Witch Hysteri Salem Village Essays
American Literature Honors
7 March 2016
Witch Hysteria Comes To Salem
Salem Village was a small area made up of farms and neighbored by thick forest. At the center of town stood the village church, which was attended by most all of the inhabitants every Sunday. Not attending church to practice another activity was viewed as sinful by Puritans. Villagers were mainly poor and endured hard lifestyles with “a constant fear of Indian attacks, severe illness, and even death” (Linder). Under the control of Salem Village was Salem Town, a prosperous place opposite the village. The quaint village was struck by witch hysteria in 1692 resulting in an uproar that claimed the lives of many.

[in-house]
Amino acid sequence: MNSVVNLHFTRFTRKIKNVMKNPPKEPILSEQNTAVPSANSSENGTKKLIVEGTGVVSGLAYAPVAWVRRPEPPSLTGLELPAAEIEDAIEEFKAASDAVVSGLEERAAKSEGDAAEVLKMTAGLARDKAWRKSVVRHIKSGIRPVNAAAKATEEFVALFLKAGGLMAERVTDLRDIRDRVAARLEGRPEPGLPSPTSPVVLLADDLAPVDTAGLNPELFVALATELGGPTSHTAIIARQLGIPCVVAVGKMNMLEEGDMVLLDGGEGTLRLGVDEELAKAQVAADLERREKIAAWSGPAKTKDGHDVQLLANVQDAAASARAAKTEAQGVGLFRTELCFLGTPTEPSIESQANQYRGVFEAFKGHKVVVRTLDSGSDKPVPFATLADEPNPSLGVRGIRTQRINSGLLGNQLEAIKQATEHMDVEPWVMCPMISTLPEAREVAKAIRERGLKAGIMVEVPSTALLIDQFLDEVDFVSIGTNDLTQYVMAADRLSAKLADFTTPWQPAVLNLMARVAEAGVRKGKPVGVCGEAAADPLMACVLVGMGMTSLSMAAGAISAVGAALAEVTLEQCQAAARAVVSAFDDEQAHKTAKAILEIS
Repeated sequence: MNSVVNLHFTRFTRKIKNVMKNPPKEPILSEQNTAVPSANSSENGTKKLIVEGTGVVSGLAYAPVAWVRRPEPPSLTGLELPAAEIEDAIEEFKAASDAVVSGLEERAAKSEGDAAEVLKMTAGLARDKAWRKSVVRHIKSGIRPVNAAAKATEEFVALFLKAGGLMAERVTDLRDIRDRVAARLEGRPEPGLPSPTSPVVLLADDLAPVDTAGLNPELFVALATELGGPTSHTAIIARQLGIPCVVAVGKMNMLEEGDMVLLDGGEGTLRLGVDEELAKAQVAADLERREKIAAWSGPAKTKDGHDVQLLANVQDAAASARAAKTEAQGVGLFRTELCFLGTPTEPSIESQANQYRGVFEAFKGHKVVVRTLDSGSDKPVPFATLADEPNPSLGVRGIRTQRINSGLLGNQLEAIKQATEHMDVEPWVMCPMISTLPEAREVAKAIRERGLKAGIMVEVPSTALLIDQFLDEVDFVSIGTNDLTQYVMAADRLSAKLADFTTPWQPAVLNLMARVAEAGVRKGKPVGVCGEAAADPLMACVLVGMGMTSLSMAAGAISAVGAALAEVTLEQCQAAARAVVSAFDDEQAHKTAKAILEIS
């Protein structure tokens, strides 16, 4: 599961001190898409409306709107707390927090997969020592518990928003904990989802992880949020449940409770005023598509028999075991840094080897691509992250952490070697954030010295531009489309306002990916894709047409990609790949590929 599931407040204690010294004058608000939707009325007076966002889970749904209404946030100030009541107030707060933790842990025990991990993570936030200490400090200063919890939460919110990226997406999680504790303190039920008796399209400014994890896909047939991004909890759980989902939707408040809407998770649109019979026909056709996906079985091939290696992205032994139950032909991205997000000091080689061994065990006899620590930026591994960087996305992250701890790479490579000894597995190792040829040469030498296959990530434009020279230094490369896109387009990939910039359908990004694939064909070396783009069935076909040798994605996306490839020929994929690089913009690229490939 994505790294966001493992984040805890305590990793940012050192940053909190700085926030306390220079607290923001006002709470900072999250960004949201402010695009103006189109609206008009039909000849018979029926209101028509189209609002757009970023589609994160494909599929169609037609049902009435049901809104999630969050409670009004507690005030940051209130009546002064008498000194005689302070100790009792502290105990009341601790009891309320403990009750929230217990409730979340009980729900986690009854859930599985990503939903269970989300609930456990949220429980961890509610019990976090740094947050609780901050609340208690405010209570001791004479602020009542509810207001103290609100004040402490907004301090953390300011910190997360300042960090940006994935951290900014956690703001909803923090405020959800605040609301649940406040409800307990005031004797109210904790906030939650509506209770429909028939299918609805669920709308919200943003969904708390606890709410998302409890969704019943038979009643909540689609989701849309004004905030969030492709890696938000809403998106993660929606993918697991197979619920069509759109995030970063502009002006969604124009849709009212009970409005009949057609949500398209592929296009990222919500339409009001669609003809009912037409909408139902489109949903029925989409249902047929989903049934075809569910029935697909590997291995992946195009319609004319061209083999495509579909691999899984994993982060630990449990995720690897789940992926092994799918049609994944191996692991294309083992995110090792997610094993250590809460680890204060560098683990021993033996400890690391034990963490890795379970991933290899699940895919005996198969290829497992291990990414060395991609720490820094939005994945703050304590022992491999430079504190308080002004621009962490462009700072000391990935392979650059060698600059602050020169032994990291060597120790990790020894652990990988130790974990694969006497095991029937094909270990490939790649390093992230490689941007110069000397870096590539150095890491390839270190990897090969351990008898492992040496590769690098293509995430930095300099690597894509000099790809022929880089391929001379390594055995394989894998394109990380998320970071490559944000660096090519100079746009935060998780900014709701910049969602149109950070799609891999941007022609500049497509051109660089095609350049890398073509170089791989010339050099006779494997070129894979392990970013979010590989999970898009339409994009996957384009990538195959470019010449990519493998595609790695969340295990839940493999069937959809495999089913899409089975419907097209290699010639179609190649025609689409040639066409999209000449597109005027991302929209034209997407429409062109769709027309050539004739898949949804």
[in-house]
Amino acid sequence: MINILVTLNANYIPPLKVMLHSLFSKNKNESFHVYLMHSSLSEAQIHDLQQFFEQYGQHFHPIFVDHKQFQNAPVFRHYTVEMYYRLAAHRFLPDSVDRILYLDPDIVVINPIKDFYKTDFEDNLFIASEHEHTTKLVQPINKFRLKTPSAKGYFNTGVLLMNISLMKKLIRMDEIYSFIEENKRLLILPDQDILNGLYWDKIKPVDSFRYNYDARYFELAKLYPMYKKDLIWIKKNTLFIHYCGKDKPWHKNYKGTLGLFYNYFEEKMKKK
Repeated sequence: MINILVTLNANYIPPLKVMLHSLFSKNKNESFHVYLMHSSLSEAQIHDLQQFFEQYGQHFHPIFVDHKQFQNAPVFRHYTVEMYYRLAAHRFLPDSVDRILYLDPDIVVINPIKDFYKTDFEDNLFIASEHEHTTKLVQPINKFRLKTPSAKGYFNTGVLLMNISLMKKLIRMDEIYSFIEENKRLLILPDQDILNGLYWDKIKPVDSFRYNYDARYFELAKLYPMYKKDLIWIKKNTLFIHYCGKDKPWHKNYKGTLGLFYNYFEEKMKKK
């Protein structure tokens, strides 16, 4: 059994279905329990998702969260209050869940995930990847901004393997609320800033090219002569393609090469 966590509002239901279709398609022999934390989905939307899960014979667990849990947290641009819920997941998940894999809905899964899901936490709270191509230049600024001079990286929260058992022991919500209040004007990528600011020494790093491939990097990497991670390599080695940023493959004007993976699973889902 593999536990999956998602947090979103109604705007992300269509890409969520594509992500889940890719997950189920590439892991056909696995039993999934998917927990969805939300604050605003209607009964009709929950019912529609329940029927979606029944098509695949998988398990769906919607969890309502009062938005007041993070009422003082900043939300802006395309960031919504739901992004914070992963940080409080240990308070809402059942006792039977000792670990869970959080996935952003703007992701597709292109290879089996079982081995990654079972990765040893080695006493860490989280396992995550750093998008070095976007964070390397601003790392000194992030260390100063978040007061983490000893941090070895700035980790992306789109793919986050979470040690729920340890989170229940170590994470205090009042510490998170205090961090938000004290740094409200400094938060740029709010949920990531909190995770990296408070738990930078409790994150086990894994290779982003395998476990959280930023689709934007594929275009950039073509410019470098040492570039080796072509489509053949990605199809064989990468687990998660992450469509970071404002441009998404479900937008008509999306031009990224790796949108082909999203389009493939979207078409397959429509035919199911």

Children of the village were raised to do their chores and to use little imagination. Punishment often followed when a child showed anger or rebellious activity. To avoid punishment, it was not unusual for a child to blame witchcraft on the cause of their foul behavior. Adults constantly threatened children about Satan and witchcraft spells. A constant fear of accidentally committing a sin nested in the minds of children. It is then not a surprise that “a sensitive young child might be subject to weeping fits and hysterical talk about witchcraft” (Kallen 23). Adults would punish children severely for pretending to practice witchcraft or dance in the forest. It’s shocking that the accusations of the young girls of the village were believed and never questioned by most all of the…